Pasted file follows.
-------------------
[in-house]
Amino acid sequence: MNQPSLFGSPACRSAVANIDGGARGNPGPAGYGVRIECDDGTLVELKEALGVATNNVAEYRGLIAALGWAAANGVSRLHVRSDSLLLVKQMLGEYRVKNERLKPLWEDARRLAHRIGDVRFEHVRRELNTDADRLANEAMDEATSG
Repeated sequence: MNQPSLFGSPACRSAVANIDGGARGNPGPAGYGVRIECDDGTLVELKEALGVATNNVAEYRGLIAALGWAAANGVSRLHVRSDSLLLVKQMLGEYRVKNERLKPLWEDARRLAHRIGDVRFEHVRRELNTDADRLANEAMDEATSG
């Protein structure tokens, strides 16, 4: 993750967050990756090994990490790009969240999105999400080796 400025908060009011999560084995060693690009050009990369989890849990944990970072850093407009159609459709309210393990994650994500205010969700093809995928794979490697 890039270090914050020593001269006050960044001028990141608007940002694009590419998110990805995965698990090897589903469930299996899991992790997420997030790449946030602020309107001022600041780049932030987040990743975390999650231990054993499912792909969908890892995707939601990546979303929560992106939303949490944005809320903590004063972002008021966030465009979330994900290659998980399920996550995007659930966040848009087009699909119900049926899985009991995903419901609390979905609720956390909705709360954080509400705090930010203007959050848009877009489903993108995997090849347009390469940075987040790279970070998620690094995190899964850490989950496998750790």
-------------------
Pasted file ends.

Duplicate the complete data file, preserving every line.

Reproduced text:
[in-house]
Amino acid sequence: MNQPSLFGSPACRSAVANIDGGARGNPGPAGYGVRIECDDGTLVELKEALGVATNNVAEYRGLIAALGWAAANGVSRLHVRSDSLLLVKQMLGEYRVKNERLKPLWEDARRLAHRIGDVRFEHVRRELNTDADRLANEAMDEATSG
Repeated sequence: MNQPSLFGSPACRSAVANIDGGARGNPGPAGYGVRIECDDGTLVELKEALGVATNNVAEYRGLIAALGWAAANGVSRLHVRSDSLLLVKQMLGEYRVKNERLKPLWEDARRLAHRIGDVRFEHVRRELNTDADRLANEAMDEATSG
């Protein structure tokens, strides 16, 4: 993750967050990756090994990490790009969240999105999400080796 400025908060009011999560084995060693690009050009990369989890849990944990970072850093407009159609459709309210393990994650994500205010969700093809995928794979490697 890039270090914050020593001269006050960044001028990141608007940002694009590419998110990805995965698990090897589903469930299996899991992790997420997030790449946030602020309107001022600041780049932030987040990743975390999650231990054993499912792909969908890892995707939601990546979303929560992106939303949490944005809320903590004063972002008021966030465009979330994900290659998980399920996550995007659930966040848009087009699909119900049926899985009991995903419901609390979905609720956390909705709360954080509400705090930010203007959050848009877009489903993108995997090849347009390469940075987040790279970070998620690094995190899964850490989950496998750790």